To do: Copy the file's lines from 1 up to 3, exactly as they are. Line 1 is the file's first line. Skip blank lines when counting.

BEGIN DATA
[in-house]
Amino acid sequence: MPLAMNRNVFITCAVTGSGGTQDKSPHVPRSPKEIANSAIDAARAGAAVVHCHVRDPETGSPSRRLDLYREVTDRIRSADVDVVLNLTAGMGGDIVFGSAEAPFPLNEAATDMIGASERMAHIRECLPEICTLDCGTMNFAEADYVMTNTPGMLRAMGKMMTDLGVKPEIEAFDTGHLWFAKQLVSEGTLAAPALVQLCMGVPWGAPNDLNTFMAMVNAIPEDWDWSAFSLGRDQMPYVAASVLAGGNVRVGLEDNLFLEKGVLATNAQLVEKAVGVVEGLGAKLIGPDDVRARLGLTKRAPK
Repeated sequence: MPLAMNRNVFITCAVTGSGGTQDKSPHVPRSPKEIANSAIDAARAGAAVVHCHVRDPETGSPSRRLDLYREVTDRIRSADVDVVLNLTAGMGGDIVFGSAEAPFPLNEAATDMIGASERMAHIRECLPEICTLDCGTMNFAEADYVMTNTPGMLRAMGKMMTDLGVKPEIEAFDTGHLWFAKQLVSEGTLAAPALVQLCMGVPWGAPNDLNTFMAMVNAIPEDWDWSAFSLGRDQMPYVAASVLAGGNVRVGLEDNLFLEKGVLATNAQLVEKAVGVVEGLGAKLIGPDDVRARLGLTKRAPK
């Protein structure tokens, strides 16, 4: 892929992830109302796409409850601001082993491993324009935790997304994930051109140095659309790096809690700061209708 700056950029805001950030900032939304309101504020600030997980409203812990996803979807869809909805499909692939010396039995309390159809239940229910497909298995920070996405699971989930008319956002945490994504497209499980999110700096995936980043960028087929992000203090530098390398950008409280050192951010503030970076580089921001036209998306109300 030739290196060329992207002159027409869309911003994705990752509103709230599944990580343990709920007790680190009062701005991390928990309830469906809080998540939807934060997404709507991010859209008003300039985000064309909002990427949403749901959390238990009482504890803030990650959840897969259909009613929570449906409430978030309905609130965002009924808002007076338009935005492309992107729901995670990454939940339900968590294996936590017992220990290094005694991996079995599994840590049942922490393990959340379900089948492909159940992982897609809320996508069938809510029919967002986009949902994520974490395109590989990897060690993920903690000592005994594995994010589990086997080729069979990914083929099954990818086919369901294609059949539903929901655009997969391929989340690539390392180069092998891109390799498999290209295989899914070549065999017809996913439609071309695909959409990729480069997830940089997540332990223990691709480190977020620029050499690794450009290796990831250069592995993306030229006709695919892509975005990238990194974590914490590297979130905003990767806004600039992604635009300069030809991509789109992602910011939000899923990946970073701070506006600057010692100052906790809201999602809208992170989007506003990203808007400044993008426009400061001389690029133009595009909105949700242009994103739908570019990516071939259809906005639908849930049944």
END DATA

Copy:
[in-house]
Amino acid sequence: MPLAMNRNVFITCAVTGSGGTQDKSPHVPRSPKEIANSAIDAARAGAAVVHCHVRDPETGSPSRRLDLYREVTDRIRSADVDVVLNLTAGMGGDIVFGSAEAPFPLNEAATDMIGASERMAHIRECLPEICTLDCGTMNFAEADYVMTNTPGMLRAMGKMMTDLGVKPEIEAFDTGHLWFAKQLVSEGTLAAPALVQLCMGVPWGAPNDLNTFMAMVNAIPEDWDWSAFSLGRDQMPYVAASVLAGGNVRVGLEDNLFLEKGVLATNAQLVEKAVGVVEGLGAKLIGPDDVRARLGLTKRAPK
Repeated sequence: MPLAMNRNVFITCAVTGSGGTQDKSPHVPRSPKEIANSAIDAARAGAAVVHCHVRDPETGSPSRRLDLYREVTDRIRSADVDVVLNLTAGMGGDIVFGSAEAPFPLNEAATDMIGASERMAHIRECLPEICTLDCGTMNFAEADYVMTNTPGMLRAMGKMMTDLGVKPEIEAFDTGHLWFAKQLVSEGTLAAPALVQLCMGVPWGAPNDLNTFMAMVNAIPEDWDWSAFSLGRDQMPYVAASVLAGGNVRVGLEDNLFLEKGVLATNAQLVEKAVGVVEGLGAKLIGPDDVRARLGLTKRAPK